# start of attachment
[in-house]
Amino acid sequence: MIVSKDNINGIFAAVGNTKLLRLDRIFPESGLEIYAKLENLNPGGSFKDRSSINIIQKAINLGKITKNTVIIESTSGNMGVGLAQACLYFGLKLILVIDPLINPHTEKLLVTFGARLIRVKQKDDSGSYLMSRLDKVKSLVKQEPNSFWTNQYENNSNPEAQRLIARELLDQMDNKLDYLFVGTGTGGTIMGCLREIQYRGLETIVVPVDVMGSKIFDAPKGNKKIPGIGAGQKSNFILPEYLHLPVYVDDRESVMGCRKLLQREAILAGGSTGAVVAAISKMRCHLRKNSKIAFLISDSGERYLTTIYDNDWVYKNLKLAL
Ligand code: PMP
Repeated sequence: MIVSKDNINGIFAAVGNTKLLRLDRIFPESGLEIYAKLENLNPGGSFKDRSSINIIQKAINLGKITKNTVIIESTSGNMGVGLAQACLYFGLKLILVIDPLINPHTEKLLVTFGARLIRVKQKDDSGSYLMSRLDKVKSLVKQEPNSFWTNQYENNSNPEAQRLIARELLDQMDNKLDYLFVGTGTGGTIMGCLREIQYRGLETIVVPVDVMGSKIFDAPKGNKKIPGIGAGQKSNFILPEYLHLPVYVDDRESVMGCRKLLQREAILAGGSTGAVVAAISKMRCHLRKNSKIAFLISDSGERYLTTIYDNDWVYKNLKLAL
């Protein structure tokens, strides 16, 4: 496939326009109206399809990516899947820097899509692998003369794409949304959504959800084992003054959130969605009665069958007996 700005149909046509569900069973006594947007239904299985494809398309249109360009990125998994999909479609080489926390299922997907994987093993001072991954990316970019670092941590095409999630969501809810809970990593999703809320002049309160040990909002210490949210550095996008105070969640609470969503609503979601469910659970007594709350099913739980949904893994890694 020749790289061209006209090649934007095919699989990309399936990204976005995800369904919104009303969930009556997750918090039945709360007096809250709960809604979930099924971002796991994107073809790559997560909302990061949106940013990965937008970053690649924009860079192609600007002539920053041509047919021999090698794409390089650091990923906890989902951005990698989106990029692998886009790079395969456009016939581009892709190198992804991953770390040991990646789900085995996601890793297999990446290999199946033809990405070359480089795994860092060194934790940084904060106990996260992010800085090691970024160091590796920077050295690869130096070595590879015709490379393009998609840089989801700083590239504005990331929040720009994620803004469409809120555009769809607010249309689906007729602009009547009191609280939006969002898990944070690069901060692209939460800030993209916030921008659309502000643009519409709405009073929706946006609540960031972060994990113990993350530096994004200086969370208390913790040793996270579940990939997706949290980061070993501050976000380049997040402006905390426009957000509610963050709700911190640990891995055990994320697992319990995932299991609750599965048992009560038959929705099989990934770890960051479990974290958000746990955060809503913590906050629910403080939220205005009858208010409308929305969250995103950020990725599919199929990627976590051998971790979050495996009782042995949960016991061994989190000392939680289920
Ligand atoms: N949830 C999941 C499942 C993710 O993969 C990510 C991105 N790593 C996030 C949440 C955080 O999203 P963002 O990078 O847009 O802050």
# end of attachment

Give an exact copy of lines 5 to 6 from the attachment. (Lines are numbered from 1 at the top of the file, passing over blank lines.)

């Protein structure tokens, strides 16, 4: 496939326009109206399809990516899947820097899509692998003369794409949304959504959800084992003054959130969605009665069958007996 700005149909046509569900069973006594947007239904299985494809398309249109360009990125998994999909479609080489926390299922997907994987093993001072991954990316970019670092941590095409999630969501809810809970990593999703809320002049309160040990909002210490949210550095996008105070969640609470969503609503979601469910659970007594709350099913739980949904893994890694 020749790289061209006209090649934007095919699989990309399936990204976005995800369904919104009303969930009556997750918090039945709360007096809250709960809604979930099924971002796991994107073809790559997560909302990061949106940013990965937008970053690649924009860079192609600007002539920053041509047919021999090698794409390089650091990923906890989902951005990698989106990029692998886009790079395969456009016939581009892709190198992804991953770390040991990646789900085995996601890793297999990446290999199946033809990405070359480089795994860092060194934790940084904060106990996260992010800085090691970024160091590796920077050295690869130096070595590879015709490379393009998609840089989801700083590239504005990331929040720009994620803004469409809120555009769809607010249309689906007729602009009547009191609280939006969002898990944070690069901060692209939460800030993209916030921008659309502000643009519409709405009073929706946006609540960031972060994990113990993350530096994004200086969370208390913790040793996270579940990939997706949290980061070993501050976000380049997040402006905390426009957000509610963050709700911190640990891995055990994320697992319990995932299991609750599965048992009560038959929705099989990934770890960051479990974290958000746990955060809503913590906050629910403080939220205005009858208010409308929305969250995103950020990725599919199929990627976590051998971790979050495996009782042995949960016991061994989190000392939680289920
Ligand atoms: N949830 C999941 C499942 C993710 O993969 C990510 C991105 N790593 C996030 C949440 C955080 O999203 P963002 O990078 O847009 O802050």